It was Sir Walter Scott, I think, who said that “Love is Heaven and Heaven is Love”. Old sages and philosophers, poets and writers have all philosophized, sung and written about this “noblest of all passions” till love sick maidens blush with an ecstatic rapture and anemic, puny looking youths saunter jauntily along the streets romancing in Byronic manners. Love seems to be the ruling passion of our times and if it has touched the hearts of our youths and maidens than why not the brains of our producers and directors?
If, according to Freud, there can be Oedipus complex, father fixations, mother fixations and sex complex, than why not love complex as well? In view of the love obsession with our movie makers I am inclined to think that they are neurotic in this respect and sooner they consult a psychiatrist the better for them. And why not? For even psychologists must live somehow. Boy meets girl, boy loves girl, boy marries or loses girl is the vicious little circle in which we have been trapped mercilessly and turn whichever way we may we are not going to find an avenue of escape from it.
I had hoped desperately that in Bawre Nain I would find some relief from the monotonous routine of seeing these boy meets girl romances. Kidar Sharma, who directed the memorable Jogan, had considerably raised my hopes since then. Well to my utter dismay and cold fury with which I sat through Bawre Nain can hardly describe the seething volcano of conflicting emotions with which I really saw that picture. Maybe I was led to expect too much of Sharma, but nonetheless Bawre Nain does not reflect very creditably on the man who made Jogan.
For one reason Bawre Nain has a very ordinary and oft seen story of a boy and a girl romance. For another, stark raving melodrama is the keynote of the picture with innumerable touches of coincidences and artificiality. And finally the picture drags on at a snails pace. That Kidar Sharma who could make Jogan should have made a picture like Bawre Nain is the greatest disappointment.
It starts of at a good pace but then lags forward with many jolts and jerks. As it proceeds one loses all interest in it and watches it with cold apathy, a listlessness born out of complete indifference.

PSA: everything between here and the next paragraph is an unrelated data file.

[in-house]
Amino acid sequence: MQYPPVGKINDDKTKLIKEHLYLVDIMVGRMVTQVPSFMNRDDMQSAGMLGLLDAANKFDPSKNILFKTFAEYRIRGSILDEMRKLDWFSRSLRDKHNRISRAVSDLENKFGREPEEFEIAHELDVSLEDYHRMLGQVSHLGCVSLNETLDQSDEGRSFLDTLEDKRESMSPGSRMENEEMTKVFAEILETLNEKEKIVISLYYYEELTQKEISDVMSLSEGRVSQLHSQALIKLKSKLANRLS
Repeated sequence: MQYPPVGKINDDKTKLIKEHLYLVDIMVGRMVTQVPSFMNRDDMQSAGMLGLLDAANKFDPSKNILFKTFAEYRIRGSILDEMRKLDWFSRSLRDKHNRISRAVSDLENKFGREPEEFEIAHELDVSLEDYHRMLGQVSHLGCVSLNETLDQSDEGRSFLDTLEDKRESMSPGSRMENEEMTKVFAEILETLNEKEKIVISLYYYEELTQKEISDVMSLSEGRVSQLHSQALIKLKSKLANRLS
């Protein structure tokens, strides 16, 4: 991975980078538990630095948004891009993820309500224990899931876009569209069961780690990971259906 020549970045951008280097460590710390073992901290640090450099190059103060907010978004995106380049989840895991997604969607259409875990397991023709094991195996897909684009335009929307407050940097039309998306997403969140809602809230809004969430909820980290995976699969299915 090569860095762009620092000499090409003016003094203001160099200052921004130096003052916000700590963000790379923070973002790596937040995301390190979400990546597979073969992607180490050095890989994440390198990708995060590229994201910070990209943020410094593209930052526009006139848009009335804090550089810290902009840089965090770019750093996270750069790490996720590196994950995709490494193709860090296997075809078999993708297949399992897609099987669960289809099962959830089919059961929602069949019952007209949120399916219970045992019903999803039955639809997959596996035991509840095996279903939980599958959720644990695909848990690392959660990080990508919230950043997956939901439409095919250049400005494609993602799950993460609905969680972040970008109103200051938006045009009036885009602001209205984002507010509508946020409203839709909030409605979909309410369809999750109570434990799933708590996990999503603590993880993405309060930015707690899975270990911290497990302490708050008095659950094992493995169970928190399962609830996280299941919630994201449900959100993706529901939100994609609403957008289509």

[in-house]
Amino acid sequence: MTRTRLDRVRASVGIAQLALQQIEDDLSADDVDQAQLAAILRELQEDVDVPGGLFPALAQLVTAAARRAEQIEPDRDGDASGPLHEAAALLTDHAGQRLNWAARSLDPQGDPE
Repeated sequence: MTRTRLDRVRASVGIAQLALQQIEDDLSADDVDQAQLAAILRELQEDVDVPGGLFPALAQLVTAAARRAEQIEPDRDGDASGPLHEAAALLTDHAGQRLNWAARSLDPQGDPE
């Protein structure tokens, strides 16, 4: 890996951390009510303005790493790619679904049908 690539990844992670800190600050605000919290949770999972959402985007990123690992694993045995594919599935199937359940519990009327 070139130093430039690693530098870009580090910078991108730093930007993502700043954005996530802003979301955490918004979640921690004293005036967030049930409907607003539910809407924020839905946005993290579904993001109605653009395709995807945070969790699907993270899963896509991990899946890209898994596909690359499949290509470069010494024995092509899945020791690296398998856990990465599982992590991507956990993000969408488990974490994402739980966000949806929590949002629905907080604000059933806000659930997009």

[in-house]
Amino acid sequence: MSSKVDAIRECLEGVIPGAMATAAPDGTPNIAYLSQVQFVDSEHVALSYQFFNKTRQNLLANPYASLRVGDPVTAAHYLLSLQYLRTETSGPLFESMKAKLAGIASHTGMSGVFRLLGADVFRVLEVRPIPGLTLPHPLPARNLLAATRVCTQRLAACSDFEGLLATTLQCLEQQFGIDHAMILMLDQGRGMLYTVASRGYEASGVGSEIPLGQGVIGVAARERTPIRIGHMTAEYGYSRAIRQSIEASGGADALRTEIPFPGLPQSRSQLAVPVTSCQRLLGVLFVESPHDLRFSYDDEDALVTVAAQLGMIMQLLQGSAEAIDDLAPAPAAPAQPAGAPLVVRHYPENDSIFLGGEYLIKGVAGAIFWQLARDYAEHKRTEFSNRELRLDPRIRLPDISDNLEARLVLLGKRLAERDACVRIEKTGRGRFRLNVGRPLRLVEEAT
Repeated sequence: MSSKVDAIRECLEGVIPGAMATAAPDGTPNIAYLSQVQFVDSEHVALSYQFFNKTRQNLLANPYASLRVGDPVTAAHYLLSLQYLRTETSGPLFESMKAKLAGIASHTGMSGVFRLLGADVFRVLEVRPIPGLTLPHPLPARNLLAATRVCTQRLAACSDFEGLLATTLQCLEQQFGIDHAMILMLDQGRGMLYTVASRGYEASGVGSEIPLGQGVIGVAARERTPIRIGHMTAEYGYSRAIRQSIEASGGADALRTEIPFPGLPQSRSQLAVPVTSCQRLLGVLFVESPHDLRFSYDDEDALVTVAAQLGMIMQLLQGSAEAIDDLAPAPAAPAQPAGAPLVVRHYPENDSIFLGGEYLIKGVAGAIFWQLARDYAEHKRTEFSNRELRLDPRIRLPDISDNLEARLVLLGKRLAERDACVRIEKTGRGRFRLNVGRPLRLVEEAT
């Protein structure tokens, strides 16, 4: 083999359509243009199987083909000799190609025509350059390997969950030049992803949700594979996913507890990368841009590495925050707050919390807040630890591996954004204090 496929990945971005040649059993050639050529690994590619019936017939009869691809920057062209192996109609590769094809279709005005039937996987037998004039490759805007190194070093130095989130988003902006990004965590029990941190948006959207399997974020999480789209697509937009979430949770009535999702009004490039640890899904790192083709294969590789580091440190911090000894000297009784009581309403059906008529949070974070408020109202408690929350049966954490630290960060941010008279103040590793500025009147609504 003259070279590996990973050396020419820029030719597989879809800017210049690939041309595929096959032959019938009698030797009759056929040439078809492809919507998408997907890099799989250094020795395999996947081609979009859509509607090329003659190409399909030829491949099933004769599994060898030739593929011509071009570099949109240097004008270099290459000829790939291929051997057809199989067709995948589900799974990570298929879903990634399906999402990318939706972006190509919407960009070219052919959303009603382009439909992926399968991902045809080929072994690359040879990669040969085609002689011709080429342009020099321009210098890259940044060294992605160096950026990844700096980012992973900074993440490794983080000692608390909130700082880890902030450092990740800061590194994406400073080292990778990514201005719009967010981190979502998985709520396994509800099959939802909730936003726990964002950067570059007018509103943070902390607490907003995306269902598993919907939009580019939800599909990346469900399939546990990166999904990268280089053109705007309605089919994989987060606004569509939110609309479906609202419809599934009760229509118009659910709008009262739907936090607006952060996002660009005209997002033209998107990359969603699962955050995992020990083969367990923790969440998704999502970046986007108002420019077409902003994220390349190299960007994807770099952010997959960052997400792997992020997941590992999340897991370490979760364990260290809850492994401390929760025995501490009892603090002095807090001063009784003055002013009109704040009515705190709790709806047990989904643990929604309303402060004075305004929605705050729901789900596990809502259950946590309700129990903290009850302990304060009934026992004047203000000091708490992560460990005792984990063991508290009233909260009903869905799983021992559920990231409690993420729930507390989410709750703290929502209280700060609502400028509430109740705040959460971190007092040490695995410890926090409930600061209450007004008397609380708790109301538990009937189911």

I will not deny that there are a couple of scenes that are fine pieces of writing. But then mostly there are scenes like the deep dyed villainy of the brother and sister that seem like an Agatha Christie murder novel. They are grotesque, unnatural and out of place in a straight love story. The end of the brother and sister dying of a dreadful disease through divine retribution showed that Mr. Sharma badly lacked imagination and had recourse to artificial concoction in the development of the story.
This is also apparent in the accidental death of the heroine sister and her mother. Intercepted between all this are the sight and the moans of the heroine waiting for her lover from whom she has been separated from some time.
The picture’s greatest drawback lay in its hackneyed theme and as such the main interest in the picture was quite absent.
Mr. Kidar Sharma’s direction was too simple and too ineffective. It lacked imagination and a sense of drama. His screenplay was good in parts but on the whole it was erratic and weak. Dialogue by him was appealing and the songs were well composed.
Geeta Bali as the heroine have the best performance of her recent career, while Raj Kapoor was not much above being just satisfactory. Amongst the remaining Pesi Patel as Raj’s father , did well.
Music by Roshan was lilting in a couple of songs which have already become popular.
The picture was however characterized by good production values. Some of the outdoor shots were magnificently photographed.
Year – 1950
Language – Hindi
Country – India
Producer – Ambitious Pictures
Director – Kidar Sharma
Music Director – Roshan Lal
Box-Office Status –
Cast – Cuckoo, Vijayalaxmi, Jaswant, Majnu, Nazira, Raj Kapoor, Himmatrai, Geeta Bali, Pesi Patel
Miscellaneous Information –